The fear is justified: according to a recent projection by the British consultancy Wood Mackenzie, approximately US$ 1 trillion should be injected into offshore wind energy in the next decade, “attracting a growing number of new competitors and intensifying competition”. The expectation is that these investments will almost tenfold the total installed capacity in the world, jumping from 34 GW in 2020 to 330 GW in 2030, and help to pull the interest and capital placed in the offshore developments, bringing them closer to the installations in land within the period.
It is worth mentioning that the rules established from now on should be converted into energy generation only in a medium and long term scenario. The expectation is that the first projects to be built offshore will only work in the 2030s, since the average time to get this type of project off the ground is eight years, longer than the onshore format – more expensive too.
Brazil has favorable conditions and potential as a generator
In the country, the National Energy Plan 2050, prepared by Empresa de Pesquisa Energética (state-owned company in charge of planning the sector), forecasts that the offshore wind source will reach an installed capacity of up to 16 GW that year, regardless of the indication of high growth. of onshore wind farms.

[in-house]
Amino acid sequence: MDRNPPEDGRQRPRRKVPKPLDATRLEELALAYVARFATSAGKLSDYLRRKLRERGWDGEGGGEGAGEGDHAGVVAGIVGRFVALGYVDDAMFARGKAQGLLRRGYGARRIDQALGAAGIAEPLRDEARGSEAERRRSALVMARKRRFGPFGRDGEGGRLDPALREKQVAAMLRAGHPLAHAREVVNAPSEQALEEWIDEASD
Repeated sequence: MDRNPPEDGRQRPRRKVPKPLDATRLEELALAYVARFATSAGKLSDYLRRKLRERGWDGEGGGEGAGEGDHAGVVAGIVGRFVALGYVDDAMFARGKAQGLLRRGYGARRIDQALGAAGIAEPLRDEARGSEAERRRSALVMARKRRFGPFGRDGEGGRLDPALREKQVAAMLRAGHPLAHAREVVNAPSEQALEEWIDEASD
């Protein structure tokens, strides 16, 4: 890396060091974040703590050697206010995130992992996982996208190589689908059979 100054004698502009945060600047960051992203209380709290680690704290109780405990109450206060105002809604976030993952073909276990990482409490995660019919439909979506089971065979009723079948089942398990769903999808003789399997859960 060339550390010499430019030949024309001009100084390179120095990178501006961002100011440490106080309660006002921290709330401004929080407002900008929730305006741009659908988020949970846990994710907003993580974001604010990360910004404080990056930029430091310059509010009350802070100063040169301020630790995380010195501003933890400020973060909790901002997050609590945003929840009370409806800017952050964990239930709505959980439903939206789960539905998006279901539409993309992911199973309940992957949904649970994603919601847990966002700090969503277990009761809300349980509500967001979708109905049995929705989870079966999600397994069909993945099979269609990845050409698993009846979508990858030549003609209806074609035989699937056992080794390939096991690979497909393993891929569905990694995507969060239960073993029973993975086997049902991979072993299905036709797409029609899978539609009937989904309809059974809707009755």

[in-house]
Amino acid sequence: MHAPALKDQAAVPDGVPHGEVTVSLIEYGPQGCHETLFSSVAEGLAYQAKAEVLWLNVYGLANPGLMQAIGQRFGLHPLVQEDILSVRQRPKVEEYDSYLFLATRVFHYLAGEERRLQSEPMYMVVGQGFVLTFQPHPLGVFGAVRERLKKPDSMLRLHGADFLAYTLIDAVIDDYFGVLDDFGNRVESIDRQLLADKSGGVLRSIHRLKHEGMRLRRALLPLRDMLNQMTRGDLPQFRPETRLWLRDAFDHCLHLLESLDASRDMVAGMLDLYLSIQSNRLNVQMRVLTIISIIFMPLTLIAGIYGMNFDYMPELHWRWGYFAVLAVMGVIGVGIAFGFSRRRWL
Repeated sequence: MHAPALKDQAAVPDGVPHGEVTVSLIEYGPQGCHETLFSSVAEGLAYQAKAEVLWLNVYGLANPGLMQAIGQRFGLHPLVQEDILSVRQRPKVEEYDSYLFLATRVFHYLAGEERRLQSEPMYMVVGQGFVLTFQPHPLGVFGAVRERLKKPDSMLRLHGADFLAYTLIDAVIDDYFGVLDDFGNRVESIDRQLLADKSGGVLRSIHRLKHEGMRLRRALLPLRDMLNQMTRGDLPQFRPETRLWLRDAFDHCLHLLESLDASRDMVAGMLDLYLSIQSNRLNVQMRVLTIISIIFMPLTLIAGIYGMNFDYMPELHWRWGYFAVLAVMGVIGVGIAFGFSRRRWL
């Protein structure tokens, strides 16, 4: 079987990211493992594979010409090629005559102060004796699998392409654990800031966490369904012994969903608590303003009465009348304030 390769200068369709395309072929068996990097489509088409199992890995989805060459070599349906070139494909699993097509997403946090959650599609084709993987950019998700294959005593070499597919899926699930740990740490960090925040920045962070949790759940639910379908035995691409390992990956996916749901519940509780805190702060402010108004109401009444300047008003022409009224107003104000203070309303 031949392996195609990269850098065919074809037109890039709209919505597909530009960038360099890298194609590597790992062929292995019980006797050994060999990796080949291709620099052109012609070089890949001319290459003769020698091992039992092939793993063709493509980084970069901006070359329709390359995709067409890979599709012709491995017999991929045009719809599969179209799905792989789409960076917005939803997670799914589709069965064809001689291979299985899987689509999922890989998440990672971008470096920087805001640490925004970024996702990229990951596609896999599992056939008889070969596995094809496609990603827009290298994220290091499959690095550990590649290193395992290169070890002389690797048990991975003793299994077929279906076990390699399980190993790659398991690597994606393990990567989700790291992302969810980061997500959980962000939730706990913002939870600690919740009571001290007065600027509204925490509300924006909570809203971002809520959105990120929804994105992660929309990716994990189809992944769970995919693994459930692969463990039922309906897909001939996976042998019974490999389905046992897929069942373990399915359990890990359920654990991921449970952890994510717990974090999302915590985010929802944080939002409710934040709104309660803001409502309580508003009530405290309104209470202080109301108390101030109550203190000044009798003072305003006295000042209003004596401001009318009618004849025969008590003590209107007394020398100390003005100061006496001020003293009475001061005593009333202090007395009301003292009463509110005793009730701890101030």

In the assessment of the Ministry of Mines and Energy, “Brazil has notably favorable characteristics for the installation and operation of projects for the generation of offshore electricity”. million km²), wide continental shelf, with shallow waters along the coast, and also the incidence of trade winds, constant in intensity and direction, especially in the Northeast region.
A study also carried out by EPE to identify the Brazilian offshore wind potential and published in 2020 highlighted areas where wind speeds are greater than 7 m/s (considered more attractive for this type of generation). The results indicate that, at a height of 100 m and in places with a depth of up to 50 meters, Brazil’s potential would be 697 GW: equivalent to almost 50 times the generation capacity of the largest Brazilian hydroelectric plant.
The analyses, however, “did not consider any restrictions on exploitable areas, such as environmental protection areas, trade routes, migratory routes for birds, oil exploration areas or other areas with conflicting uses”, as the EPE itself emphasizes.